How China’s mobile retail spending will just keep ringing up
There are over 1.3 billion mobile subscribers in China, and the country’s mobile commerce industry is expected to be worth US$1.41 trillion by 2019
China’s retail sector is leading the world in digitisation as its shoppers rapidly shift from bricks-and-mortar stores to online and mobile.
But some analysts suggest the surge in digital payments has also sparked growing fears over data security.
Online retail sales in the country surged 25.1 per cent in the first three quarters of the year, with total sales rising 26.1 per cent to 3.47 trillion yuan (HK$3.95 trillion) compared with the same period last year.
As China has grown into a global e-commerce centre, its online spending volume has ballooned from US$1.4 billion in 2010 to US$25.3 billion last year, according to Euromonitor International.
With the integration of smartphone usage into people’s lives, Chinese consumers are increasingly opting for online and mobile shopping options for ease and accessibility, price comparison, and affordability.
Around 62 per cent of Chinese people shop from their computers and phones out of convenience, with 36 per cent doing so because it is cheaper, a PricewaterhouseCoopers (PwC) survey showed.
“There’s a lot of different motivations driving consumers to purchase online, but in China we definitely see a much higher penetration of e-commerce and particularly using mobile,” Jessie Qian, head of consumer markets for KPMG China, told the Post.
With various third-party payment options available at the touch of a button, 65 per cent of Chinese people surveyed by PwC shop on their phones at least monthly, versus 28 per cent globally.
The data shows “a continuing willingness on the part of Chinese consumers to become early adopters of cutting-edge shopping habits such as mobile buying”, the PwC report said.
“Some people are no longer carrying wallets when go out,” said David Ji, head of research for greater China at Knight Frank. “It’s a way of life now.”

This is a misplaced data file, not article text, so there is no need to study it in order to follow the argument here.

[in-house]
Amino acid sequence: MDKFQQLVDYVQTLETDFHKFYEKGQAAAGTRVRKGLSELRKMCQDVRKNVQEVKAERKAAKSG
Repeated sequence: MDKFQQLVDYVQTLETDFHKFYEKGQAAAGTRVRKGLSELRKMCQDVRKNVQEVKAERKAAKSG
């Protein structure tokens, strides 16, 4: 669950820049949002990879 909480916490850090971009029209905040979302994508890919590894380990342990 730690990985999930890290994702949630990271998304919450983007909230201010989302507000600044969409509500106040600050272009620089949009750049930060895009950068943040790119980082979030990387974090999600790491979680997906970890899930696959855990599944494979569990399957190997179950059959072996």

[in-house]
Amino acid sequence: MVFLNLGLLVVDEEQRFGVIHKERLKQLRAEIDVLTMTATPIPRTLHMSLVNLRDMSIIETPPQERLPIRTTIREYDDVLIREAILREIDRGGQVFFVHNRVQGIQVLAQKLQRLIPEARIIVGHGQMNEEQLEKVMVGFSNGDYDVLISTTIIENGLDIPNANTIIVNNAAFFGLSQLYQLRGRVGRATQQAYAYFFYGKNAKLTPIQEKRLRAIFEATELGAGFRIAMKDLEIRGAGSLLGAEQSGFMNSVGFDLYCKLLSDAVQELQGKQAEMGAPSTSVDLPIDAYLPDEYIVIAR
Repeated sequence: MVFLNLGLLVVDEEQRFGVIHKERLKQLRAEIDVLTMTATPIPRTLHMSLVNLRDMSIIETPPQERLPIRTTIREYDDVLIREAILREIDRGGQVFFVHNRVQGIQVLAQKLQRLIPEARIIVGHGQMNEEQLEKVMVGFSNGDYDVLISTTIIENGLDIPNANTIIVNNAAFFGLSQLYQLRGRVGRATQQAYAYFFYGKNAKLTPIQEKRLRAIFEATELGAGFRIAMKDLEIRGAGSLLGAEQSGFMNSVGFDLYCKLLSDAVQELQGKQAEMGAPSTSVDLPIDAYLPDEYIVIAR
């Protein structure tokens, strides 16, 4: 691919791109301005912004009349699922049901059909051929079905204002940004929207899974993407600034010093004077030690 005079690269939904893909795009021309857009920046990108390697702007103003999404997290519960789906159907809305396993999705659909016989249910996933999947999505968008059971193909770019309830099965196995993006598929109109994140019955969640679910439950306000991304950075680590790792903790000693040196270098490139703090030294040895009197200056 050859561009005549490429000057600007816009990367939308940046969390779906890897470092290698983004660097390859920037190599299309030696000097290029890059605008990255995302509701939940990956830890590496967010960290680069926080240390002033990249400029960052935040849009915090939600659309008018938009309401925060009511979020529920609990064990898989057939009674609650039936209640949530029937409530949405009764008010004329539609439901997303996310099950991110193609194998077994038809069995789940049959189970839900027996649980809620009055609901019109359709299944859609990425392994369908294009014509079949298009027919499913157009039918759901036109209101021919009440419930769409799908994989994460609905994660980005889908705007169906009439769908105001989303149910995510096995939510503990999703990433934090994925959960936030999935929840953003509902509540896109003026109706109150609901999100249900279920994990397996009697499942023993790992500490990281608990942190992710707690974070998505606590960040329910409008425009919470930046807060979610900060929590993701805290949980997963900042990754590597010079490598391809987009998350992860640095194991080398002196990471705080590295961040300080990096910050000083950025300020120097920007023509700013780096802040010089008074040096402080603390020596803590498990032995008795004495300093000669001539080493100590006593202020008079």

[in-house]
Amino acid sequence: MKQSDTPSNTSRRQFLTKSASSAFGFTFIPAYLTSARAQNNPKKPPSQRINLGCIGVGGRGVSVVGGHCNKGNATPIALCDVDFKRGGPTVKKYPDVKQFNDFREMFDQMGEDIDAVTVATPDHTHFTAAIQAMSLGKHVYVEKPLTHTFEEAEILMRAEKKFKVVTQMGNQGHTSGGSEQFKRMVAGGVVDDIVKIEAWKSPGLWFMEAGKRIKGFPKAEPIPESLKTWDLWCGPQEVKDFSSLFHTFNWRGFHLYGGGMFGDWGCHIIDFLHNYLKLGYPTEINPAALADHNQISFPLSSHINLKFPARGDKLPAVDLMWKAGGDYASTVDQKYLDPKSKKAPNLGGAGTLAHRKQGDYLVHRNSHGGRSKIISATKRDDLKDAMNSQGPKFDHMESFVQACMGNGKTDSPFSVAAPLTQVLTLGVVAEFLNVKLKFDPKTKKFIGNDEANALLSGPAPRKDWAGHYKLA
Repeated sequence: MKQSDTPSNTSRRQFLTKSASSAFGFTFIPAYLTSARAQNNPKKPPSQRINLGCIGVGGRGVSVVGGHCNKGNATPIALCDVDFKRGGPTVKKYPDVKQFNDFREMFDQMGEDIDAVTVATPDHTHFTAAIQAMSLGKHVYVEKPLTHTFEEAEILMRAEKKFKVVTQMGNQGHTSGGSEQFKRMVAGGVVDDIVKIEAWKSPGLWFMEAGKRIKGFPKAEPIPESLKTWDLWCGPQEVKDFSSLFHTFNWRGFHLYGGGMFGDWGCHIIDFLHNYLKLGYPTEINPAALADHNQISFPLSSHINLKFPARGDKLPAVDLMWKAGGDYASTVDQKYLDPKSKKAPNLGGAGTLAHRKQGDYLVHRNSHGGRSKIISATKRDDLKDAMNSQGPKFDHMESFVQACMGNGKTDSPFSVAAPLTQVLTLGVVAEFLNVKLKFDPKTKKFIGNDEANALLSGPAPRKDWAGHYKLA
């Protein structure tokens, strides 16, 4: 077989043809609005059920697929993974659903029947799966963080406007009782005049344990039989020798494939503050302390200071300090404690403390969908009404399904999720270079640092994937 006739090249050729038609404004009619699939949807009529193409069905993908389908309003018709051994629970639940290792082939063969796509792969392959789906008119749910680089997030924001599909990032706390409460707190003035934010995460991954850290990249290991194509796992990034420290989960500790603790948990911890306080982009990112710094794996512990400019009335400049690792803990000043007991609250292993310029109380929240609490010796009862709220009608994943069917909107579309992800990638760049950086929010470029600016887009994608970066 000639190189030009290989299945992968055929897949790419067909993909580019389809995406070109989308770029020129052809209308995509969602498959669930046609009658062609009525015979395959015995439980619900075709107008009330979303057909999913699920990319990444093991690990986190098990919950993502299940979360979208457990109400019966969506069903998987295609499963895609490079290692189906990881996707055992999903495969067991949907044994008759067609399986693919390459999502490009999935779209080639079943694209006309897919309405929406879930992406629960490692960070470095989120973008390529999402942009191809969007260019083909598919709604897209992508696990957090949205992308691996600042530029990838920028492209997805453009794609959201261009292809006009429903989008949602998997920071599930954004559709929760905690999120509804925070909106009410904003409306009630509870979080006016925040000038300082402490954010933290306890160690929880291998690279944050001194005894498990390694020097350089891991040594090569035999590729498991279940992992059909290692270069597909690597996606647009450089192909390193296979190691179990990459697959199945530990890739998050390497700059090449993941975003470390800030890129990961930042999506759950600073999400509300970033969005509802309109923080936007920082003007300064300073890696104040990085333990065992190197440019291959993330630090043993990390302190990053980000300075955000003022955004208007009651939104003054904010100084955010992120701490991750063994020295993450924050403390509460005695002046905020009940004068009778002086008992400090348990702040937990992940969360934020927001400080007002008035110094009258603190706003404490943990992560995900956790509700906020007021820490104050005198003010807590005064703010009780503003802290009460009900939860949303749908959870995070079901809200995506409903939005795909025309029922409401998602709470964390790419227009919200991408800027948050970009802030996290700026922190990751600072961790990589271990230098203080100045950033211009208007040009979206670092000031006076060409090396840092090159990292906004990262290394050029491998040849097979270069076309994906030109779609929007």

Mobile subscribers in China exceeded 1.3 billion at the end of last year, and their purchases made up almost half of retail e-commerce sales, according to data from the Ministry of Industry and Information Technology (MIIT). By 2019, Chinese shoppers will spend US$1.41 trillion on mobile commerce, making up almost one quarter of all retail sales.
“Mobile payment is really easy for people,” Yuqing Guo, financial service consulting partner for Pricewaterhouse Coopers (PwC) in China, said to the Post.
“You don’t even have to really be at home, you can be on the subway or somewhere, and you can pay.”
The recent Singles’ Day e-commerce shopping bonanza – seen as the benchmark for Chinese retail
on par with Boxing Day and Black Friday – saw a record US$17.9 billion spent, with 82 per cent of purchases made via mobile, according to data from Alibaba, owner of South China Morning Post.
Last year, mobile sales during Singles’ Day represented 68.7 per cent of total purchases.
Third-party mobile payment services include the pervasive WeChat app from tech conglomerate Tencent, now with over 300 million user credit cards attached to it, and Alibaba’s equivalent, Alipay.
But the widespread adoption of e-commerce platforms have raised inevitable security concerns.
Over 60 per cent of people report being worried that hackers could access their personal information as a result of their mobile phone use, the PwC survey found.
As a result, the government has encouraged safeguards such as password verification, fingerprint identification, and retail platforms engage a range of technologies for security, including biometric technologies such as fingerprint and facial recognition.
Third-party payment platforms also “widely employ” Near Field Communication (NFC), a communication protocol between two separate devices, as well as QR codes, or a machine-readable barcode label, the PwC report said.
But Chinese consumers are more willing to prioritise convenience over privacy, Guo said.
“People are more willing to try new things, not too worried about privacy,” she said.
Additionally, Chinese consumers work longer hours, making them more inclined to favour convenience, according to Veronica Wang, associate partner of London-based OC&C Strategy Consultants.
The average Chinese worker puts in 2,000 to 2,200 hours each year, the Wall Street Journal reported, versus the average in the UK of 1,677 hours per year.
For retailers now, the path ahead is to adopt e-commerce strategies that look beyond basic shopping functions, and instead aim to provide a seamless consumer experience from making a purchase to accepting a delivery to sharing feedback online, according to Qian.
This includes sophisticated omni-channel strategies to tie together online and offline platforms, she said.
“They have to have a very holistic approach,” Wang added, pointing to different marketing approaches for e-commerce and physical stores.
While China’s retail sector as a whole has seen a slowdown in growth, with the top 50 domestic retailers seeing sales drop 1.9 per cent in the first nine months of the year, the weakness is largely in physical stores and outlets, Guo said.
But the desire to interact with physical products will never disappear, Qian said.
“The bricks-and-mortar malls will never become dinosaurs,” she said.